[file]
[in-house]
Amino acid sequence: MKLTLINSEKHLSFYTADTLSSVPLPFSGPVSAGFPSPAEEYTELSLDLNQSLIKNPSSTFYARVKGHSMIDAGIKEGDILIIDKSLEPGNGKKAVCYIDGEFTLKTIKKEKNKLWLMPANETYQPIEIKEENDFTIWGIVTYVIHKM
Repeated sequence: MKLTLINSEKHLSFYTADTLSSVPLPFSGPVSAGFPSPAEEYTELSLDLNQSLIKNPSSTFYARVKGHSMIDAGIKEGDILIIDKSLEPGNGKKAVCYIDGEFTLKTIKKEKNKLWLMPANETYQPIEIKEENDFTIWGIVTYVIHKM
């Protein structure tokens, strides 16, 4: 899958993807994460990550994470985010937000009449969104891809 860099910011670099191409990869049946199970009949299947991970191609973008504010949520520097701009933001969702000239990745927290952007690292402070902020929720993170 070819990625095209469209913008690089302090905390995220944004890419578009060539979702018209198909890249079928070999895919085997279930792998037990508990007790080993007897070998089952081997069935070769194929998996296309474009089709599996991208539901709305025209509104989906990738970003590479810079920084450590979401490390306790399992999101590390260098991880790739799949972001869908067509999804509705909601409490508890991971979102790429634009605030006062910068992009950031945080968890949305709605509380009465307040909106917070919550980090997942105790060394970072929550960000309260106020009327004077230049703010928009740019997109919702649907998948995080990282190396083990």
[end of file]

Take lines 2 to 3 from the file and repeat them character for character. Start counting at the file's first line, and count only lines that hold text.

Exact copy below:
Amino acid sequence: MKLTLINSEKHLSFYTADTLSSVPLPFSGPVSAGFPSPAEEYTELSLDLNQSLIKNPSSTFYARVKGHSMIDAGIKEGDILIIDKSLEPGNGKKAVCYIDGEFTLKTIKKEKNKLWLMPANETYQPIEIKEENDFTIWGIVTYVIHKM
Repeated sequence: MKLTLINSEKHLSFYTADTLSSVPLPFSGPVSAGFPSPAEEYTELSLDLNQSLIKNPSSTFYARVKGHSMIDAGIKEGDILIIDKSLEPGNGKKAVCYIDGEFTLKTIKKEKNKLWLMPANETYQPIEIKEENDFTIWGIVTYVIHKM